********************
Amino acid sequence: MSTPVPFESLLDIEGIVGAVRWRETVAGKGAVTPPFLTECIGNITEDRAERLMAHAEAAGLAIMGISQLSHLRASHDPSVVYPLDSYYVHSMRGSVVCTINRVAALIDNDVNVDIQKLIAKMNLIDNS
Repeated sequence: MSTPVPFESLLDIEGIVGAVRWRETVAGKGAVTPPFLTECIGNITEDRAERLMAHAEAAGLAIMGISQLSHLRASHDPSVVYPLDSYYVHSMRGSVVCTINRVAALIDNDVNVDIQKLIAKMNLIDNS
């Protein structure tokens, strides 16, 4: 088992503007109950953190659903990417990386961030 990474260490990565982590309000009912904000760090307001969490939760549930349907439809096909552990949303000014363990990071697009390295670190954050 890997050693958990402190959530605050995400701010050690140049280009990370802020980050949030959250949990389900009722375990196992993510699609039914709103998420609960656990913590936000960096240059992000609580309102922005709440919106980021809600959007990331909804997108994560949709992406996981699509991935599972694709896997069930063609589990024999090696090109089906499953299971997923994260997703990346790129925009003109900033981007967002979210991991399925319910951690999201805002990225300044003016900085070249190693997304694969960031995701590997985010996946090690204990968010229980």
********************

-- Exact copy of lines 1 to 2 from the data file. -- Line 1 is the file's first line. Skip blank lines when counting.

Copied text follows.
Amino acid sequence: MSTPVPFESLLDIEGIVGAVRWRETVAGKGAVTPPFLTECIGNITEDRAERLMAHAEAAGLAIMGISQLSHLRASHDPSVVYPLDSYYVHSMRGSVVCTINRVAALIDNDVNVDIQKLIAKMNLIDNS
Repeated sequence: MSTPVPFESLLDIEGIVGAVRWRETVAGKGAVTPPFLTECIGNITEDRAERLMAHAEAAGLAIMGISQLSHLRASHDPSVVYPLDSYYVHSMRGSVVCTINRVAALIDNDVNVDIQKLIAKMNLIDNS